There once was a young, pretty teacher and a 13-year-old schoolboy quite captivated by her. They became friends. They became close friends. They… well, they did. She was charged with second-degree rape because he impregnated her. The law said that no matter how much the teen wanted her, loved her emotionally and sexually, what he did to her made her a criminal. Oh, what a somber color it is to smear across the canvas. The hue is so dark and subdued, it practically sucks the light out of the soul. Here I brush on despair and hopelessness. The law said that their love for each other was atrocious. They were caught together once again and the young pretty teacher went to prison for 7 years. Later, the two got married and had more children and lived happily for 14 more years. The story ending has a light, airy wash to it but adding this paint to the canvas makes for clear, murky brushstrokes in the impressionistic drift. The understated image so far begins to develop enough to bring focus sharper on the feeling that the opus is attempting to express.
Twenty years ago, I moved back to Canada to enjoy the twilight of my life. My marriage to a young black woman lasted for 10 years. Another 10 year marriage was to my current Chinese wife although we are legally separated. Both women and I are still great friends with plenty of love for one another. So, two failed marriages. There: I added some more cheerful color to a small imperfection in this back drop. Not too much, I think.
Here in the melting pot of human society that we call Toronto, live and love Jamaicans, Koreans, Chinese, Vietnamese, Russian, Ukrainian, and a plethora of others in a list that I have not memorized. There are roughly 4,200 religions, churches, denominations, religious bodies, faith groups, tribes, cultures, and social movements here that can be considered religions. Of course I am not not going to dip the paintbrush in the pallet of oil shades that we can consider the acronym “LGBT…” sorry, I’ve not kept up with the additional letters to that. Let me dab the brush into a different part of the mixing board. Religion differs from private belief in that it has a public aspect. These religions tint the oils with sermons, commemoration of the activities of a God or gods, sacrifices, festivals, feasts, trance, rituals, liturgies, ceremonies, worship, initiations, funerals, marriages, meditation, invocation, music, art, dance, and myriad other aspects of human culture. But I am choosy about what tints I want to use.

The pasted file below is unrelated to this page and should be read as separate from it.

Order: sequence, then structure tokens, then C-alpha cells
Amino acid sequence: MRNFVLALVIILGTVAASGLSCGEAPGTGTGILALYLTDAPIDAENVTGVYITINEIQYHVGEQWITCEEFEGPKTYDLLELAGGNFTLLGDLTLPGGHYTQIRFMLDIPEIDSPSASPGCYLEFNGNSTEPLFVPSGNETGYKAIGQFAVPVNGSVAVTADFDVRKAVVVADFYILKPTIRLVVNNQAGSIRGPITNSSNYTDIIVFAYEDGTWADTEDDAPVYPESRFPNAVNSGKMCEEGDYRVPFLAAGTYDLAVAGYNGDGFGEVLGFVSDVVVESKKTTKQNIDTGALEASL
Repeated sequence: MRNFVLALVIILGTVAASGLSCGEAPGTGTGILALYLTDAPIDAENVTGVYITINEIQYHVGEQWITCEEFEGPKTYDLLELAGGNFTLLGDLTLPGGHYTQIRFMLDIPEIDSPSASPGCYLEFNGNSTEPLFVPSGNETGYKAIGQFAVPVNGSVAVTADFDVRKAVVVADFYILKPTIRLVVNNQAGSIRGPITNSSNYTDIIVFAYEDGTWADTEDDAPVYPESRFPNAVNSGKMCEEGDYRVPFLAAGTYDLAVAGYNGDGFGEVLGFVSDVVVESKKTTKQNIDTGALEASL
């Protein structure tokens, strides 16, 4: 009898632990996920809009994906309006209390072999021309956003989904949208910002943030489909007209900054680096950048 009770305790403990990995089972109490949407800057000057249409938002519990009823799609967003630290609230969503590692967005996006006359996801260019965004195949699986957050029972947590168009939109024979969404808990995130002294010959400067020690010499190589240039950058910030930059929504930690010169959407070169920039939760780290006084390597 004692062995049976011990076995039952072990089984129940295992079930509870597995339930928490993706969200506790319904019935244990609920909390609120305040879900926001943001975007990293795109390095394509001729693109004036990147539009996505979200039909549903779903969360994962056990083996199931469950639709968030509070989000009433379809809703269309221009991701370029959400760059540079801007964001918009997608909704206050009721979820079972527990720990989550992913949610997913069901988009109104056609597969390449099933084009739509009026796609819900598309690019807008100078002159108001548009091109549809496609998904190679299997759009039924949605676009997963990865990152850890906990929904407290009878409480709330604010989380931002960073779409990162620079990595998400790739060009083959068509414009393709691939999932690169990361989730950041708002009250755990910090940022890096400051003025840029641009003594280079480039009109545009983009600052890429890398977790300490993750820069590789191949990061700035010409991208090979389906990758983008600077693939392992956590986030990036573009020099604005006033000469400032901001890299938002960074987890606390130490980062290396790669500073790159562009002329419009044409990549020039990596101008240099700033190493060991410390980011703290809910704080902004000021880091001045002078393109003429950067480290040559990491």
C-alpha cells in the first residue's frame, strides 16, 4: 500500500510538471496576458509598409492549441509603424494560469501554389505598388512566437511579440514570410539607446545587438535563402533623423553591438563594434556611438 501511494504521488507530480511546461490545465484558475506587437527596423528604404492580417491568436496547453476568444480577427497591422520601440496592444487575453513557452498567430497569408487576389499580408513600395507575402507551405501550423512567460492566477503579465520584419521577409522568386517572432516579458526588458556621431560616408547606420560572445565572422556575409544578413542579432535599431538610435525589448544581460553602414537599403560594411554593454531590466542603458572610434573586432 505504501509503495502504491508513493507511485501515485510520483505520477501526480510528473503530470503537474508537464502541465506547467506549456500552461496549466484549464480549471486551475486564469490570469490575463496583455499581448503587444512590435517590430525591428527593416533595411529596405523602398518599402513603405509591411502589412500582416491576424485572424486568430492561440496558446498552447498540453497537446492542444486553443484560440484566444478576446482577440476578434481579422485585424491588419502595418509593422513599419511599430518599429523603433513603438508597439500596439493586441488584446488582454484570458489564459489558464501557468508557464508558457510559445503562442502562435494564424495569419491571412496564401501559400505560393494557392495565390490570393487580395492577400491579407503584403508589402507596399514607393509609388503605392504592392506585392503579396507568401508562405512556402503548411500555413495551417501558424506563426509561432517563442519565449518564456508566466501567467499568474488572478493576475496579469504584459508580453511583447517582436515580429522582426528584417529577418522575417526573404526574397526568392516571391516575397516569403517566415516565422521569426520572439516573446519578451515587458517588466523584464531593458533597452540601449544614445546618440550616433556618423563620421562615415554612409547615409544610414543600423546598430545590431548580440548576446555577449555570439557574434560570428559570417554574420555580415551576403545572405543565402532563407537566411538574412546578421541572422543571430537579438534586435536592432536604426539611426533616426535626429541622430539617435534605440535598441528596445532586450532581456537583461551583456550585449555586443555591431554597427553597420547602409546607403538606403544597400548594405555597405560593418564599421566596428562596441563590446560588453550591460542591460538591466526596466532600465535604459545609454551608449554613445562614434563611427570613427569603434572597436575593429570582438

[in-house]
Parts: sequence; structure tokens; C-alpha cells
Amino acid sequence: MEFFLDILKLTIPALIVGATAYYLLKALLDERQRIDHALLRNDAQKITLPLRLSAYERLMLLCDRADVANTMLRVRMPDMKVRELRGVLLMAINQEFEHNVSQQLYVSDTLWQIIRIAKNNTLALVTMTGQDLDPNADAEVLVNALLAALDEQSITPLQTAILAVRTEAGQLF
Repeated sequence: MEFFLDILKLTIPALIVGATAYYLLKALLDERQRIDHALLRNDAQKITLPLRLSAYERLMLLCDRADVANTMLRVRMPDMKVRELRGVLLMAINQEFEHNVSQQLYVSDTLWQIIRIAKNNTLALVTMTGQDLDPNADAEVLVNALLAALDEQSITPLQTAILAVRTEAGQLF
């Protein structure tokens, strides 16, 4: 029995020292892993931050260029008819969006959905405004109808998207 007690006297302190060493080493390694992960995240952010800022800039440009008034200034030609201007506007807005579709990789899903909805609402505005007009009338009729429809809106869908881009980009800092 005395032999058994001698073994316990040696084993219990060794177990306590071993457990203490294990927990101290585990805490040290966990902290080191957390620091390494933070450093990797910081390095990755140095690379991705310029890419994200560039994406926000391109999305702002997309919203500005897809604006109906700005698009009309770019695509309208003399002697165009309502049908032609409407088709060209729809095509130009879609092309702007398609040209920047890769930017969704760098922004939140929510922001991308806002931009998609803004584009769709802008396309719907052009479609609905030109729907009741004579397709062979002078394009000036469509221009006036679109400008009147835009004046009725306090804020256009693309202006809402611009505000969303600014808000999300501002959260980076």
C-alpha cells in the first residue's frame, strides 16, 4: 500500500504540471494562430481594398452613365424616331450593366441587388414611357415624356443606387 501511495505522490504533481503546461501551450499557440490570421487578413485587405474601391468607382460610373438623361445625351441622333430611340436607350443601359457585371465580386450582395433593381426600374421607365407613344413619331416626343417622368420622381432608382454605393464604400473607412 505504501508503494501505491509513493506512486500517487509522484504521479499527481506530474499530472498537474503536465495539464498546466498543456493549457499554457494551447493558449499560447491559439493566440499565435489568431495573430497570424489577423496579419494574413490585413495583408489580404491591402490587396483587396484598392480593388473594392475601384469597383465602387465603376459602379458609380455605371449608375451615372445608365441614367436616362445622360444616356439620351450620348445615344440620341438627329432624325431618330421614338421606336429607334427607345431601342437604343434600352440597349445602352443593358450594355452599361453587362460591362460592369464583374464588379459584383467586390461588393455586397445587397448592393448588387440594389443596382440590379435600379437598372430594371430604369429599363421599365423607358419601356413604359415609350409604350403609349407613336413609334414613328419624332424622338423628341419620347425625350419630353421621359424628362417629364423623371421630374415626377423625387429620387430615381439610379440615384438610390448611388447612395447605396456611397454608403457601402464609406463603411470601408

Hijab, niqab, burka – there are many different kinds of coverings worn by Muslim women in Toronto. Some women wear a headscarf to cover their head and hair, while others wear a burka or niqab, which also covers up their face. It’s not uncommon to see a woman, walking alone or with children, underneath a black tent with just two holes for her to see where she’s going. I used to think it was funny. But now, I use deep, incredible black to paint the canvas with. Unfortunately this black is as black as I can get. And I need blacker. Much blacker.
FGM is another acronym which describes the darkness of this image where the genitals of a young girl are deliberately cut. This mutilation is a very painful and dangerous procedure most often carried out on young girls aged between infancy and 15 years old. It is often referred to as ‘cutting’, ‘female circumcision’, ‘initiation’, ‘Sunna’ and ‘infibulation’. It happens in many countries across the world, and is often passed down as a custom in the community. The practice has no religious basis, but some communities have been known to link it to their religious beliefs. Often it is done due to the incorrect belief that it gives some sort of benefit to the girl, and many communities are not aware of the negative medical impacts. I have no darker black that I can add to the painting other than pure carbon black.
An artist should know when to stop adding color or changes to the finished piece. I’m no Edvard Munch nor do I have yellow lead chromate oil paint that obsessed Van Gogh. But did these masters have such feelings in mind when paintings like The Scream or The Prison Courtyard were finished?
Was it inappropriate for me to paint the symptoms of an insane social illness in the middle of the holiday season?